Dare to go bare? A guide on what to cycle wear

Cycle wear or not? No this isn’t a ‘call to arms’ for everyone to join in on the London naked bike ride, but if that floats your boat, please carry on!

This is a look at what to wear and when to wear it and some of the science behind the theories, for which I take no credit and have quoted those far more eminent in their field than I.

cycle wearToday is the first day of British Summer Time and true to form the sky is heavy, the wind is brisk and the forecast is for heavy rain………. welcome to summer, but at least it can only get better (can’t it?).

The decision of what to wear today won’t be a problem, rain jacket, winter long sleeve jersey, warm winter tights, winter socks and waterproof winter boots, these are a given and still after 50 miles water will have found its way everywhere.

I have ridden virtually every week throughout the year and during 2014/15 have only been stopped by the weather once, and that was due to snow.

But what I have been amazed by, throughout the winter months are the number of people riding with bare legs and even bare arms, on one occasion just after Christmas my Garmin was indicating a temperature of 1 degree and a group of riders past the opposite direction in shorts and thin jerseys – their legs were bright red from the cold! I know we are used to the cold ‘Up North’, but even being brought up on the North East coast, I know it’s not good to bare that much flesh in those conditions.

So what is the thought behind the effects of cold on, especially, the knee joints?

Well the knee is the pivot point between the two major muscle groups of the thigh and the calf which when you look at it doesn’t have much in the way of protection, and given that we rotate, push and pull the pedals to cycle it is imperative that we keep the knee free from damage. The knee is surrounded by fluid which lubricates during rotation, the effect of cold on lubricants is well known and the knee fluid will also become thicker in the cold making the knee less efficient, which long term may lead to cartilage damage and dreaded ‘knee pain’.

The knees don’t have exclusive rights to being at risk when cycling, the other major joints – elbow, neck etc. will also be affected and also consider general health, especially the chest – it wasn’t that long ago that it was common to see a soigneur at the top of a climb in the Tour de France and other races handing out newspapers for the riders to put down their tops during descents to lessen the effect of extreme sweat on the ascent chilling to such a level that chest complaints were commonplace.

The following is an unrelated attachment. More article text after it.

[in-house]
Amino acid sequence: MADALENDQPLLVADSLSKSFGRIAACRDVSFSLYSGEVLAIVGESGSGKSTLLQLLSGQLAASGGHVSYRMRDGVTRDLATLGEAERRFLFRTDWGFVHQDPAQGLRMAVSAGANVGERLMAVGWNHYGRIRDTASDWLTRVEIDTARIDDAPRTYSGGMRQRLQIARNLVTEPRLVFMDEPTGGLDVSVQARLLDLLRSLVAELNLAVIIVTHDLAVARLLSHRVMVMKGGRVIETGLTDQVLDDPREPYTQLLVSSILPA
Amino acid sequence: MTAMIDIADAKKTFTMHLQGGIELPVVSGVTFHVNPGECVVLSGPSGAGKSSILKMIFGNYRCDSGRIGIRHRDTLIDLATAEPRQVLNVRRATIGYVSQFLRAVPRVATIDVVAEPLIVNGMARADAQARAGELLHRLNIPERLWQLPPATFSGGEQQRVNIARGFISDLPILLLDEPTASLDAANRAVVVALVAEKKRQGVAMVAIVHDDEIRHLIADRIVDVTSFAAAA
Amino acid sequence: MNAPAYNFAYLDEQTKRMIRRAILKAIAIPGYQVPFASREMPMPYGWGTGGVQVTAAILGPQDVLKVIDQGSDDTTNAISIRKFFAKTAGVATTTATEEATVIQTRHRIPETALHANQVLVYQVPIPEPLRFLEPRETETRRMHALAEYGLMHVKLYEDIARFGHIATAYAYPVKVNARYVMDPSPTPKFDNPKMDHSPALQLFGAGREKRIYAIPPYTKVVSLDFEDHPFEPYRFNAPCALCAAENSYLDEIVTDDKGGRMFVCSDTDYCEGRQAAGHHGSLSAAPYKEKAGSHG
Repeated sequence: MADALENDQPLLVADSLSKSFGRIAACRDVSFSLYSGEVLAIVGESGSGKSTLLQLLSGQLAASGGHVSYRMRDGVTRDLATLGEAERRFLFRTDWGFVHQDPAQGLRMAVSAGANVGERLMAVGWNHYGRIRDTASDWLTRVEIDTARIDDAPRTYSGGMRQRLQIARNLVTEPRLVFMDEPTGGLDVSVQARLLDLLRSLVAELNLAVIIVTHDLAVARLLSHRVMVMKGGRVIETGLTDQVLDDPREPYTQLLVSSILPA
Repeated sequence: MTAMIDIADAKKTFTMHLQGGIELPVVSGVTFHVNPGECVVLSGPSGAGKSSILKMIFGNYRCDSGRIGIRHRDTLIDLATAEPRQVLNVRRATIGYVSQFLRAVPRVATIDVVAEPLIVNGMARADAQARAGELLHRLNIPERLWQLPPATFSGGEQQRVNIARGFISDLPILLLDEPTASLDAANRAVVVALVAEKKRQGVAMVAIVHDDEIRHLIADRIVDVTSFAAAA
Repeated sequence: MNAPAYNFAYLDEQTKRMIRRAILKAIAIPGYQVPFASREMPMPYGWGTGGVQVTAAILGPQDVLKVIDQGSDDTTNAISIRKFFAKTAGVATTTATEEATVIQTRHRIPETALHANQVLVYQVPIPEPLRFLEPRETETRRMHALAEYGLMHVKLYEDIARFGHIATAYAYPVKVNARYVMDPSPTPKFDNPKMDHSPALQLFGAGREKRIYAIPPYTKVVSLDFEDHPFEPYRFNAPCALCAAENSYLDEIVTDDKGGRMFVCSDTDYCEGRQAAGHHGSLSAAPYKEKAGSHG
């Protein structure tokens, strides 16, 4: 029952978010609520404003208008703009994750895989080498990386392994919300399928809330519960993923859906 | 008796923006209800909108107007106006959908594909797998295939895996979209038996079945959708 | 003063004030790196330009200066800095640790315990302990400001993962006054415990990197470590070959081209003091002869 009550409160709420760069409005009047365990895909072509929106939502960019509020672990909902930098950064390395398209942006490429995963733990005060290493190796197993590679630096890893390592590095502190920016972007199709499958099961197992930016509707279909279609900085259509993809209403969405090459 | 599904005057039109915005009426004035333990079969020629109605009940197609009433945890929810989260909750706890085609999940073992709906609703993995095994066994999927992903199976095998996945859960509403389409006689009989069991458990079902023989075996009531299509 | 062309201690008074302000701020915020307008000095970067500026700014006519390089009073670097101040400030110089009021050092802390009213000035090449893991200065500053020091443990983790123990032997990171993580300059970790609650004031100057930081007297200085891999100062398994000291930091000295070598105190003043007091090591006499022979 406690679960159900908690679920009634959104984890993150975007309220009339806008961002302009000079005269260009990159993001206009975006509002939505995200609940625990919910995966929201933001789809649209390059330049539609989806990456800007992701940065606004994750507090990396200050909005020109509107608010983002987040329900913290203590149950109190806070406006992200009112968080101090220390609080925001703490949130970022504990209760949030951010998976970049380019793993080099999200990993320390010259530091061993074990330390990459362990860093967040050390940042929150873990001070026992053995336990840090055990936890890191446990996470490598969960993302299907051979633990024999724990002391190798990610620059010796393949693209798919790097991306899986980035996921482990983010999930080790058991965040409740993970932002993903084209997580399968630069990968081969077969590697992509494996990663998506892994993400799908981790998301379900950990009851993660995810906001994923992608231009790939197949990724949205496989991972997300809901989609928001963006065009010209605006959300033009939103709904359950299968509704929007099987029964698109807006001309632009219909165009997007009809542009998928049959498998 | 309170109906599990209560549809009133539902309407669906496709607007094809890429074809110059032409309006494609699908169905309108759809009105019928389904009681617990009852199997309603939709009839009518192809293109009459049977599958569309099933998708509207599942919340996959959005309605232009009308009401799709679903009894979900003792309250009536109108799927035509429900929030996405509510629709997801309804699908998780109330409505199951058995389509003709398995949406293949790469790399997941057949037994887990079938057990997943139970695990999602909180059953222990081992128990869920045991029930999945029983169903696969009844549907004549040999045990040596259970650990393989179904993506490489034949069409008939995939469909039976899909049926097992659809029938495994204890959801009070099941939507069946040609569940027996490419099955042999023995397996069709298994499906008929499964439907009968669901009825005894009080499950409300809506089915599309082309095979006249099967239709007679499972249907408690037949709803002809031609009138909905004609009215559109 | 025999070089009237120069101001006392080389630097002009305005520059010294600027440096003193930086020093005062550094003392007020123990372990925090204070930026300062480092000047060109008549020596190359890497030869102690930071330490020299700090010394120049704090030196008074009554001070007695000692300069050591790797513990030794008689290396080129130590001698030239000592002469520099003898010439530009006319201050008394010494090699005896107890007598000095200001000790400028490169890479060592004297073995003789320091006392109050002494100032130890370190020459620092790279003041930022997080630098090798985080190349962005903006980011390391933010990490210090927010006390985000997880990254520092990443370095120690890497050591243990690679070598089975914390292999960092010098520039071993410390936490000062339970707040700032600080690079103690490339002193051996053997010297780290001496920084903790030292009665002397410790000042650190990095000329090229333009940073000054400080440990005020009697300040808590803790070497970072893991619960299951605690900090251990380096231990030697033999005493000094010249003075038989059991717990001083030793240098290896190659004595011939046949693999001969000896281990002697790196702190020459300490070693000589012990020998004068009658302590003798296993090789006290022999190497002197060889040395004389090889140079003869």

It may be 9-12 degrees at the moment, but take into account any wind will cause a ‘wind chill’ reducing temperature and also if you’re riding along at 15-20 mph the effect will be heightened and even more so on a descent, so the 9-12 degrees could very easily be halved to an ‘actual’ temperature of between 5-7 degrees. Adding rain will also heighten the temperature deficit.

The best way is to cover up until such time that the weather is settled and any adverse effects are negated, and the most effective solution is to ‘layer’, it is easier to add or remove layers dependant on the conditions and what you are actually doing at the time.

I have quoted James Hewitt’s guide below as it is the most up to date reference I have found researching the science behind the above and this guide from the paper is an ideal reference for what to wear, when:

GENERAL GUIDELINES FOR LAYERING

  • 19°C-21°C: Base layer; short-sleeved jersey; shorts; racing mitts; socks
  • 17°C-19°C: Add arm warmers
  • 15°C-17°C: Add knee warmers or 3/4 length tights; swap for thicker socks; swap mitts for thin full-finger gloves
  • 13°C-15°C: Swap knee warmers for leg warmers; add gilet
  • 11°C-13°C: Swap warmers for full medium-weight tights, thicker full-finger gloves; add long-sleeved jersey; toe covers or over-socks; head-band
  • 9°C-11°C: Swap to long-sleeved base layer; thin hat, add race-cape/packable water-proof for changeable conditions
  • 7°C-9°C: Swap to full over-shoes or winter shoes; thicker hat
  • 5°C-7°C: Swap for heavier-weight tights; lobster gloves or mittens
  • 3°C-5°C: Add a second long-sleeved jersey; a midlayer sock
  • 1°C-3°C: Add additional base-layer; knee warmers under tights
  • 0°C and below: High-risk of ice on the road so consider an indoor session!

http://blog.cyclefit.co.uk/blog/what-to-wear-for-winter-cycling

Be positive, get out there but make sure you wear the correct level of clothing to ensure you have a comfortable ride, but also are able to get out long term injury free.